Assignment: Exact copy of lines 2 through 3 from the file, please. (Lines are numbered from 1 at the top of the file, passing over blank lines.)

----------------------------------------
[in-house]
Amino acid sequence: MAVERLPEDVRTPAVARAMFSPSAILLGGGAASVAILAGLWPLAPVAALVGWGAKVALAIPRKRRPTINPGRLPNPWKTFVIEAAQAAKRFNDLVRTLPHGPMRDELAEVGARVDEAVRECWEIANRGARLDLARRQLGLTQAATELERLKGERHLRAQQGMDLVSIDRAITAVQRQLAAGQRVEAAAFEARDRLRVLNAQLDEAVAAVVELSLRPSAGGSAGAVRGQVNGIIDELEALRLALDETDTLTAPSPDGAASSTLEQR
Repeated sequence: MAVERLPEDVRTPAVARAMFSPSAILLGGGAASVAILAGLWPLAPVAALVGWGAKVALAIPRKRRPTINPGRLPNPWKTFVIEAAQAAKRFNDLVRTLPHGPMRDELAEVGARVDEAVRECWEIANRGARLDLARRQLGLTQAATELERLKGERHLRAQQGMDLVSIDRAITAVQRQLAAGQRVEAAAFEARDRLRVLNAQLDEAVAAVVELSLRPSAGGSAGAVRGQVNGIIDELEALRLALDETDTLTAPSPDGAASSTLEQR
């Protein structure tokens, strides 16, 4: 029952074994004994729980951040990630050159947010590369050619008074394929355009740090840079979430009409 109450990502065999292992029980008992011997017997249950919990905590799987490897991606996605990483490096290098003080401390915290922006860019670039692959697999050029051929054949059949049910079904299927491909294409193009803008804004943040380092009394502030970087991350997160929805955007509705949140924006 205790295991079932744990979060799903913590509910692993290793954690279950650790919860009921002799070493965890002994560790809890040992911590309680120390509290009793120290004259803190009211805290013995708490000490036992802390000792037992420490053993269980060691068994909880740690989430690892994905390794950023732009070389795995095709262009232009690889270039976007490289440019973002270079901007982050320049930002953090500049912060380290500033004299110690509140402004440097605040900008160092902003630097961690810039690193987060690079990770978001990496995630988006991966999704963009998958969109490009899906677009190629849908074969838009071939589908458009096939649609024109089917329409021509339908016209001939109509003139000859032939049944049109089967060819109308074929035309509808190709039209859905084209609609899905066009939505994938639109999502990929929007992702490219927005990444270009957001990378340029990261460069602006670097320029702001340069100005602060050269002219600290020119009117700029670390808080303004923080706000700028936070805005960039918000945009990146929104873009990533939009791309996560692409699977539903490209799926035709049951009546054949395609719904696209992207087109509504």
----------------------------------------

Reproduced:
Amino acid sequence: MAVERLPEDVRTPAVARAMFSPSAILLGGGAASVAILAGLWPLAPVAALVGWGAKVALAIPRKRRPTINPGRLPNPWKTFVIEAAQAAKRFNDLVRTLPHGPMRDELAEVGARVDEAVRECWEIANRGARLDLARRQLGLTQAATELERLKGERHLRAQQGMDLVSIDRAITAVQRQLAAGQRVEAAAFEARDRLRVLNAQLDEAVAAVVELSLRPSAGGSAGAVRGQVNGIIDELEALRLALDETDTLTAPSPDGAASSTLEQR
Repeated sequence: MAVERLPEDVRTPAVARAMFSPSAILLGGGAASVAILAGLWPLAPVAALVGWGAKVALAIPRKRRPTINPGRLPNPWKTFVIEAAQAAKRFNDLVRTLPHGPMRDELAEVGARVDEAVRECWEIANRGARLDLARRQLGLTQAATELERLKGERHLRAQQGMDLVSIDRAITAVQRQLAAGQRVEAAAFEARDRLRVLNAQLDEAVAAVVELSLRPSAGGSAGAVRGQVNGIIDELEALRLALDETDTLTAPSPDGAASSTLEQR